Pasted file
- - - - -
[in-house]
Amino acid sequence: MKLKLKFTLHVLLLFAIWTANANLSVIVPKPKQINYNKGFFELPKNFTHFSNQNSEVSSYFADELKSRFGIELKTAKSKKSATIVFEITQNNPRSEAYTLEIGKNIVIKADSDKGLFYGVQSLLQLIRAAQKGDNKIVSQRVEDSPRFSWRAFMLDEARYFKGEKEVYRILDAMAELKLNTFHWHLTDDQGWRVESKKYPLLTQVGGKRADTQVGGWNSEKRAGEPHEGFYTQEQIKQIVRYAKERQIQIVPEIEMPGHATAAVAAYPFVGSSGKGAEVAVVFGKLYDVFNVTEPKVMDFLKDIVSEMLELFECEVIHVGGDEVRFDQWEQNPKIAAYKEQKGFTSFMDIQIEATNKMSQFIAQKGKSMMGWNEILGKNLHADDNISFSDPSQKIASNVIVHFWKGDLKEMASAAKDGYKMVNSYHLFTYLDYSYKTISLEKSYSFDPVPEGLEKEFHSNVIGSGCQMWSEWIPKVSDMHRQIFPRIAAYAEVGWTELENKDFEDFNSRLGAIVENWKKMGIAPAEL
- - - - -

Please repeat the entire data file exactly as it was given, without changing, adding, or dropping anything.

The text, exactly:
[in-house]
Amino acid sequence: MKLKLKFTLHVLLLFAIWTANANLSVIVPKPKQINYNKGFFELPKNFTHFSNQNSEVSSYFADELKSRFGIELKTAKSKKSATIVFEITQNNPRSEAYTLEIGKNIVIKADSDKGLFYGVQSLLQLIRAAQKGDNKIVSQRVEDSPRFSWRAFMLDEARYFKGEKEVYRILDAMAELKLNTFHWHLTDDQGWRVESKKYPLLTQVGGKRADTQVGGWNSEKRAGEPHEGFYTQEQIKQIVRYAKERQIQIVPEIEMPGHATAAVAAYPFVGSSGKGAEVAVVFGKLYDVFNVTEPKVMDFLKDIVSEMLELFECEVIHVGGDEVRFDQWEQNPKIAAYKEQKGFTSFMDIQIEATNKMSQFIAQKGKSMMGWNEILGKNLHADDNISFSDPSQKIASNVIVHFWKGDLKEMASAAKDGYKMVNSYHLFTYLDYSYKTISLEKSYSFDPVPEGLEKEFHSNVIGSGCQMWSEWIPKVSDMHRQIFPRIAAYAEVGWTELENKDFEDFNSRLGAIVENWKKMGIAPAEL